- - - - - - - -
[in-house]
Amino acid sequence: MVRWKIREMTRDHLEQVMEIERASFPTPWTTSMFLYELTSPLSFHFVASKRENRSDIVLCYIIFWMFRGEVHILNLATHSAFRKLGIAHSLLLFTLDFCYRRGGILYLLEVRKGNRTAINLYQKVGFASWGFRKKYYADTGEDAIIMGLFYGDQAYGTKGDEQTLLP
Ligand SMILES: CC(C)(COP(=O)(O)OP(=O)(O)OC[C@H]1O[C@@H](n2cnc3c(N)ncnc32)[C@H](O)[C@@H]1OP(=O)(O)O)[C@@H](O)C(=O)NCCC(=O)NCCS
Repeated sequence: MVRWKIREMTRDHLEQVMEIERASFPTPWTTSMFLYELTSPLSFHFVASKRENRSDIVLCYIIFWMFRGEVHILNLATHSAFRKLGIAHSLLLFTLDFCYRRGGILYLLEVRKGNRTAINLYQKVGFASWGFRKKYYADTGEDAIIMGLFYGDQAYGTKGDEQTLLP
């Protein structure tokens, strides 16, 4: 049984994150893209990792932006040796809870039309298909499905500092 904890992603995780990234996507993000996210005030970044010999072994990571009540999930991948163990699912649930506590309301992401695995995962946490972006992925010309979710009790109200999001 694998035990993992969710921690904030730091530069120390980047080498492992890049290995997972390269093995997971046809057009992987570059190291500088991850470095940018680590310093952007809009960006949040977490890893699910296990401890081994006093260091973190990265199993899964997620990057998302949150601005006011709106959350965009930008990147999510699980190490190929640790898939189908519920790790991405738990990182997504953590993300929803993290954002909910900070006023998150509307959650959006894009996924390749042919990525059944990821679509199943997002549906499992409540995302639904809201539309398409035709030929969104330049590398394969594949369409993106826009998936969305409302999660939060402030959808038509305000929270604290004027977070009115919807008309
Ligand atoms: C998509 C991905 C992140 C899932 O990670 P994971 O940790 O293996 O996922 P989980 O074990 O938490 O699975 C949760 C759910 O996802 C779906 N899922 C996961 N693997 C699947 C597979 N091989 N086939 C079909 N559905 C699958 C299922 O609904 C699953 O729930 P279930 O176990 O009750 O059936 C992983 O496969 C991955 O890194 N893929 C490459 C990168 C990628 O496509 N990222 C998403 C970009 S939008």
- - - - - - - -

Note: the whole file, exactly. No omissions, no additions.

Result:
[in-house]
Amino acid sequence: MVRWKIREMTRDHLEQVMEIERASFPTPWTTSMFLYELTSPLSFHFVASKRENRSDIVLCYIIFWMFRGEVHILNLATHSAFRKLGIAHSLLLFTLDFCYRRGGILYLLEVRKGNRTAINLYQKVGFASWGFRKKYYADTGEDAIIMGLFYGDQAYGTKGDEQTLLP
Ligand SMILES: CC(C)(COP(=O)(O)OP(=O)(O)OC[C@H]1O[C@@H](n2cnc3c(N)ncnc32)[C@H](O)[C@@H]1OP(=O)(O)O)[C@@H](O)C(=O)NCCC(=O)NCCS
Repeated sequence: MVRWKIREMTRDHLEQVMEIERASFPTPWTTSMFLYELTSPLSFHFVASKRENRSDIVLCYIIFWMFRGEVHILNLATHSAFRKLGIAHSLLLFTLDFCYRRGGILYLLEVRKGNRTAINLYQKVGFASWGFRKKYYADTGEDAIIMGLFYGDQAYGTKGDEQTLLP
């Protein structure tokens, strides 16, 4: 049984994150893209990792932006040796809870039309298909499905500092 904890992603995780990234996507993000996210005030970044010999072994990571009540999930991948163990699912649930506590309301992401695995995962946490972006992925010309979710009790109200999001 694998035990993992969710921690904030730091530069120390980047080498492992890049290995997972390269093995997971046809057009992987570059190291500088991850470095940018680590310093952007809009960006949040977490890893699910296990401890081994006093260091973190990265199993899964997620990057998302949150601005006011709106959350965009930008990147999510699980190490190929640790898939189908519920790790991405738990990182997504953590993300929803993290954002909910900070006023998150509307959650959006894009996924390749042919990525059944990821679509199943997002549906499992409540995302639904809201539309398409035709030929969104330049590398394969594949369409993106826009998936969305409302999660939060402030959808038509305000929270604290004027977070009115919807008309
Ligand atoms: C998509 C991905 C992140 C899932 O990670 P994971 O940790 O293996 O996922 P989980 O074990 O938490 O699975 C949760 C759910 O996802 C779906 N899922 C996961 N693997 C699947 C597979 N091989 N086939 C079909 N559905 C699958 C299922 O609904 C699953 O729930 P279930 O176990 O009750 O059936 C992983 O496969 C991955 O890194 N893929 C490459 C990168 C990628 O496509 N990222 C998403 C970009 S939008």